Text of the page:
There is much more to this glamorous Jiangsu province home than meets the eye.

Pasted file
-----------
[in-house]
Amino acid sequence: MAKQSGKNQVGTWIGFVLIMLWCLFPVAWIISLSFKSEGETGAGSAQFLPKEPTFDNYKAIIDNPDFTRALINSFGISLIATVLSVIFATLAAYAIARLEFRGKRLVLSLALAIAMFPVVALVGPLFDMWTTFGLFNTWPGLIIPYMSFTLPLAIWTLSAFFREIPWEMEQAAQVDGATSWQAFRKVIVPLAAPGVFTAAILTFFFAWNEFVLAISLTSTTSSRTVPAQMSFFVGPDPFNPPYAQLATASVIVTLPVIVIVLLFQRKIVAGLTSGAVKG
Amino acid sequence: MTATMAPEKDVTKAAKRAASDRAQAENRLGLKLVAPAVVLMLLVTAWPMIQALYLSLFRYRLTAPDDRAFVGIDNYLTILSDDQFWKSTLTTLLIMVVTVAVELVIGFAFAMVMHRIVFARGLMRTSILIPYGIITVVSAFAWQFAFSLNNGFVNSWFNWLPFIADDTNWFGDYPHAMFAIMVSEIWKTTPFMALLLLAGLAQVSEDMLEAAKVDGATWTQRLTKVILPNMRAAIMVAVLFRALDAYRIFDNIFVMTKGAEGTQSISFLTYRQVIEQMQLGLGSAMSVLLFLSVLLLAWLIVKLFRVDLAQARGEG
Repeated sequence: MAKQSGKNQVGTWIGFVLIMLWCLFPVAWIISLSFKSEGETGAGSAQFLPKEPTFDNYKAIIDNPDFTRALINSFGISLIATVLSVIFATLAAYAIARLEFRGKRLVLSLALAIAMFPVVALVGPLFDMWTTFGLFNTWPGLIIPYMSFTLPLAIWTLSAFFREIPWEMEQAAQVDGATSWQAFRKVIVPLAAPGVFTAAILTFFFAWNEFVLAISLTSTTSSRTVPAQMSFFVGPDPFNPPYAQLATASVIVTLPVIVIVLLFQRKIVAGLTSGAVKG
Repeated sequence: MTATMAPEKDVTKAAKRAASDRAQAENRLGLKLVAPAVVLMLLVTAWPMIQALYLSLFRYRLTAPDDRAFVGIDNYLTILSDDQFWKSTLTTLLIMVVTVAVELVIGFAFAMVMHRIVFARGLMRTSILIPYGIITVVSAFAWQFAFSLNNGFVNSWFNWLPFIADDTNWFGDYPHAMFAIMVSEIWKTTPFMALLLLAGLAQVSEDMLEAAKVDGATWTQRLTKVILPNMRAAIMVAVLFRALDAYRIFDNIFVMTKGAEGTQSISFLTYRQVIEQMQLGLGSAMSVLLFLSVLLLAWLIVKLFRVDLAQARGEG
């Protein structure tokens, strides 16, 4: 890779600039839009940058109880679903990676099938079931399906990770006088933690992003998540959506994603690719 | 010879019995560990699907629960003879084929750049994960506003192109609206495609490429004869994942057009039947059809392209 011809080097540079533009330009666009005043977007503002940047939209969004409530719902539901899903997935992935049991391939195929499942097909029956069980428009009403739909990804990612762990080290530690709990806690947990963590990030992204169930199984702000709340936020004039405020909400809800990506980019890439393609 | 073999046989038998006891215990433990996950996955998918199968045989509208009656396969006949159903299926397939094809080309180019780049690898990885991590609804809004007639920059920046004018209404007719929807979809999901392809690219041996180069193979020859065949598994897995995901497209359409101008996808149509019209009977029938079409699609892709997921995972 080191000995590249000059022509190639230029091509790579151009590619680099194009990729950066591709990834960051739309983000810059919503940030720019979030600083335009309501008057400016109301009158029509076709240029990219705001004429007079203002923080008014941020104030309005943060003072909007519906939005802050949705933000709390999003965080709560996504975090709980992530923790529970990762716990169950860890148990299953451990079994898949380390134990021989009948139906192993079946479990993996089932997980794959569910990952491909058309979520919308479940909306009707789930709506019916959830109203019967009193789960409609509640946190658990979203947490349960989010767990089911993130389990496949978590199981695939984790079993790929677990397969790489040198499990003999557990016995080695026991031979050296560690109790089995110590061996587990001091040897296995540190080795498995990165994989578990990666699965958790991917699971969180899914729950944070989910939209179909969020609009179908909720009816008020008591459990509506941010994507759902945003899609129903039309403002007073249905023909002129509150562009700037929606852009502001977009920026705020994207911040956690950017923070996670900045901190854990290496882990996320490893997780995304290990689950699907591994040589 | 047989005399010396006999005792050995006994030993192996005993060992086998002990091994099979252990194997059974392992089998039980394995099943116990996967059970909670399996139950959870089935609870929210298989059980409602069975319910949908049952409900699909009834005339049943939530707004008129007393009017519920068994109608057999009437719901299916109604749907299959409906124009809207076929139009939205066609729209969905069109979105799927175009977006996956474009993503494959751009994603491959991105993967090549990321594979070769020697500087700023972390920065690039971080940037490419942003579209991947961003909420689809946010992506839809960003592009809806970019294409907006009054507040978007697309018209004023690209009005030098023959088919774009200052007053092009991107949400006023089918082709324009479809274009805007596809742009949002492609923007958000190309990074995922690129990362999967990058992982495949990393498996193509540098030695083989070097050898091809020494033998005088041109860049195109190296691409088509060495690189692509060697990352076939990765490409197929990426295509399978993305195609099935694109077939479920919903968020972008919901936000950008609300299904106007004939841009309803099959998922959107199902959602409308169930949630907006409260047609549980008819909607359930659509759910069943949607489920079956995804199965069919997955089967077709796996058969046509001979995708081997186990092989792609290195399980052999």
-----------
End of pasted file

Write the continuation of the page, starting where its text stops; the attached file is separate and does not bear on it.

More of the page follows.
On the surface, it’s a luxurious home in (Images courtesy of Alexander Wong Architects) to experience the unparalleled design: elegant shades of white and gold, with accents in a rich, deep red. “Our objective was to create a super-luxurious lifestyle,” says Alexander Wong, founder of Alexander Wong Architects. The firm was commissioned to design the 5,000-sq-ft family home, with its four bedrooms, karaoke room, pool room and gym. Scroll through the gallery below For Alexander, however, there’s much more to it than that. The architect is never content with just creating something that looks good – each of his designs has layer upon layer of meaning, and this home – dubbed White Windsor – is no exception. Alexander began the design process by looking at Lee Broom’s Gold Room at Lancaster House hotel during London’s 2012 Summer Olympics. “He understands the social caste system in England,” says Alexander. “In China, you don’t actually have a very sophisticated social pyramid, so we started looking at how people differentiate themselves.” For Alexander and his team, this involved an in-depth analysis of luxury brands like Hermès, Burberry and Gucci. “We realised that a lot of their histories are quite similar,” says the designer. “They started out with carriages and horse-related products. The horse is related to the landed gentry … there’s this knowledge that if you’re connected to the horse, you’re attached to the upper echelons of society.” Alexander brought this symbolism into the Jiangsu home via ponyskin rugs and buckle-like elements. Meanwhile, canopy chairs create a carriage-like effect. Recurrent circular motifs also give a nod to luxury brands: “The ‘O’ is from Dior,” says Alexander of the screens that divide various areas within the home. This screen also has another layer of meaning. “The screen is also a gate – like the gated community,” says Alexander. In some ways, it’s all rather “tongue in cheek,” as Alexander says, but there are darker implications. The “gate” effect and gilded birdcage elements speak of exclusivity, but they also demonstrate that such a life can be a bit of a prison. “You can’t leave – it’s like Hotel California. It can be very lonely,” says Alexander. “But you have to understand this is the price you have to pay if you want this sort of life.” In Alexander’s world, everything has deeper meaning, and this even goes for the use of colour in the Jiangsu home. “Red may seem like a typical choice for a luxury Chinese home,” he points out, “but to us, red is the colour of bloodlines, the colour of family life.” The power of family is also represented through fertility symbols – the art inspired by Georgia O’Keeffe’s work, and the recessed ceiling elements. “Biology is very profound – you go through the doorway and you reach eternity,” says Alexander. “We wanted to create this house so that on the surface it’s beautiful, but then there’s another layer that’s both humorous and critical,” he says. “To me, design is a journey.” And with Alexander, that journey is never dull – it’s a rollercoaster ride that reveals surprising new twists and turns at every corner.